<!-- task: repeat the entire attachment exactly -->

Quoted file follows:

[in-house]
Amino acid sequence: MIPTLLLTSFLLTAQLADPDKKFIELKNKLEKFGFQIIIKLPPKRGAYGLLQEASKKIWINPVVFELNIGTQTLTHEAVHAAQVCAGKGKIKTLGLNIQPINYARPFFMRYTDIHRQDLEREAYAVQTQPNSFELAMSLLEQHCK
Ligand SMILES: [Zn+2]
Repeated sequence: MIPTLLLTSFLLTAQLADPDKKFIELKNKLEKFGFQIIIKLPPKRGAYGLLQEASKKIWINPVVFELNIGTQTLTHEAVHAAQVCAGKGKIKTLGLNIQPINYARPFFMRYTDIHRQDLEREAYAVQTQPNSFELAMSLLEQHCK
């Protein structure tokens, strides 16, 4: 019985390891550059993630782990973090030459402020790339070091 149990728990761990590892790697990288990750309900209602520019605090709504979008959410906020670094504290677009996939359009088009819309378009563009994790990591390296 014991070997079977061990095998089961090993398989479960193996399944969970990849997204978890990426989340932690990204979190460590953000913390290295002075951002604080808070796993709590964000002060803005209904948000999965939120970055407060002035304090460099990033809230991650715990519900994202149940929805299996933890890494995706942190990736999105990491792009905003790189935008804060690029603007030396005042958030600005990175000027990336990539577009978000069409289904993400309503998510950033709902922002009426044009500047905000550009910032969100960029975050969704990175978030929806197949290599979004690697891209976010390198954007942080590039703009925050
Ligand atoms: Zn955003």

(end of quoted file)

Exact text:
[in-house]
Amino acid sequence: MIPTLLLTSFLLTAQLADPDKKFIELKNKLEKFGFQIIIKLPPKRGAYGLLQEASKKIWINPVVFELNIGTQTLTHEAVHAAQVCAGKGKIKTLGLNIQPINYARPFFMRYTDIHRQDLEREAYAVQTQPNSFELAMSLLEQHCK
Ligand SMILES: [Zn+2]
Repeated sequence: MIPTLLLTSFLLTAQLADPDKKFIELKNKLEKFGFQIIIKLPPKRGAYGLLQEASKKIWINPVVFELNIGTQTLTHEAVHAAQVCAGKGKIKTLGLNIQPINYARPFFMRYTDIHRQDLEREAYAVQTQPNSFELAMSLLEQHCK
């Protein structure tokens, strides 16, 4: 019985390891550059993630782990973090030459402020790339070091 149990728990761990590892790697990288990750309900209602520019605090709504979008959410906020670094504290677009996939359009088009819309378009563009994790990591390296 014991070997079977061990095998089961090993398989479960193996399944969970990849997204978890990426989340932690990204979190460590953000913390290295002075951002604080808070796993709590964000002060803005209904948000999965939120970055407060002035304090460099990033809230991650715990519900994202149940929805299996933890890494995706942190990736999105990491792009905003790189935008804060690029603007030396005042958030600005990175000027990336990539577009978000069409289904993400309503998510950033709902922002009426044009500047905000550009910032969100960029975050969704990175978030929806197949290599979004690697891209976010390198954007942080590039703009925050
Ligand atoms: Zn955003």